Verity Johnson is a writer, speaker, Weetbix addict, Leo, and part time hypochondriac.

Verity Johnson: When I wish I was a man

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I staggered in, sank into a chair, and said something I've never said before. "God," I sighed, "I wish I was a bloke." Photo / Getty Images
I staggered in, sank into a chair, and said something I've never said before. "God," I sighed, "I wish I was a bloke." Photo / Getty Images

Pain is weakness leaving the body, I gasped; pain is weakness leaving the body; pain is ... actually it's bodily fluids leaving the body as you sprint up the road in a skirt that's riding so high people can see your regrowth rash.

At 4.30 that afternoon, I had decided that because I had an hour to get to Victoria St from K Rd, I would take the bus to a radio interview. What I had not counted on was the lethargic crawl along Ponsonby Rd. Nor the driver disappearing for a 10-minute fag break. Nor the driver, being drunk on power and nicotine, refusing to open the door when the bus ground to a stop in a 15-minute gridlock at the wrong end of Victoria Park.

There was nothing for it. I had six minutes left, I'd have to run. So I started to run and promptly tripped over my heels. So I yanked them off and immediately stepped on a piece of glass. Unfortunately the radio stops for no woman - however bloody. And so I ran up the hill, shoes in hand and glass in foot, to arrive with one minute to go.

I staggered in, sank into a chair, and said something I've never said before. "God," I sighed, "I wish I was a bloke." I don't normally think this. I generally really like being a girl. I like being able to cuddle with my friends, wear orange lipstick, and jiggle my boobs to Beyonce routines.

But it occurred to me that if I'd had been a bloke, then I wouldn't have got myself into that ridiculous situation. Yes, I'd still have been running late. But I would not have been wearing ridiculous footwear. And I would not have been wearing a skirt so capable of high riding that it was effectively a peach-toned belt. Nor would I have been labouring under the sexist (but stubborn) notion that such impractical clothing is nevertheless necessary to look professional.

So I started thinking about this, and have compiled a list of all the times when it would just be great to be a dude.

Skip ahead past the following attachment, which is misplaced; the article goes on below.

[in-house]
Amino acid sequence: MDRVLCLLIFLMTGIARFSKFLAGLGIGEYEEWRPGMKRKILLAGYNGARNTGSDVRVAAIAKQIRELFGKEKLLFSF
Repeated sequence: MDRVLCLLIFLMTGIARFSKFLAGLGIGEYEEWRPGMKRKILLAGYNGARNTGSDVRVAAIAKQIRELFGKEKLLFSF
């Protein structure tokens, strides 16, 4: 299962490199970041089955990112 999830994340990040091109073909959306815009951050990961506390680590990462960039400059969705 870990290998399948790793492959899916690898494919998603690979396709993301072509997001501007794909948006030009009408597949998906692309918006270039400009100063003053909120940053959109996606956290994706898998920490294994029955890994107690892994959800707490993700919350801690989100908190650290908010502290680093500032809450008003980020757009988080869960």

1. 6.30am every morning. This is when I stare at the clothes on my floor and ask myself, what can I wear to convince people I'm an adult? Any question before 11am reduces me to a quivering, gibbering jelly. And so for 45 minutes, I try on every conceivably wearable piece of clothing I own, right down to my yellow flannel dressing gown. (Edgy! Directional! Covered in hardened Weetbix!) Before deciding that everything I own makes me look either like a constipated Angela Merkel or a stripper. What does my dad do every morning? Roll out of bed and put on grey pants and a blue collared shirt. Because, unless it's a hippo onesie, people simply don't notice what guys wear to work.

2. Every interval of every show you've ever been to. Whenever the lights go up, there is something in a woman's psyche that causes the bladder to immediately contract to the size of a dehydrated pea. We rise up, unsheathing the emergency rapier we keep for such occasions, and charge into the swarm around the one ladies loo. What do guys do? Swan into the deserted amphitheatre of the male bathrooms, making airy remarks about how women take so long.

3. Whenever you're thinking about something serious. I have a bitchy thinking face. Bitchy doesn't cover it. It looks like someone has just told me they are going to duct-tape me to a chair and force me to watch every episode of The Wiggles until my brain melts and drips out of my nose. This is unfortunate because I'm almost always making the thinking face. Which means that people often think I'm contemplating homicide. When guys have a bitchy thinking face, people call them serious and sexy. When women have one, people think they've got anger management problems.

4. When you want to make a #reflective Instagram post. Every now and then you like to feel like you're deep, man. Your primary concern is not just how good your new fluffy panda socks are going to feel in bed tonight. You care about issues, you know? And your Instagram shows this. Unfortunately, the best #deep photo is one taken at night overlooking a twinkling city scape. But, as a woman, I find it incredibly difficult to go for night walks: I freak out at even the slightest rustle of a chip packet. So what's a girl to do? The closest thing to poignancy we can achieve is an ironic cappuccino shot.

Debate on this article is now closed.

- Canvas

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Verity Johnson is a writer, speaker, Weetbix addict, Leo, and part time hypochondriac.

Verity Johnson is a writer, speaker, Weetbix addict, Leo, and part time hypochondriac. When she's not Googling diseases she's performing comedy, writing bad jokes and nursing a failed career as an RnB singer. You can find her at verityjohnson.com or bulk buying cereal in Pak n Save.

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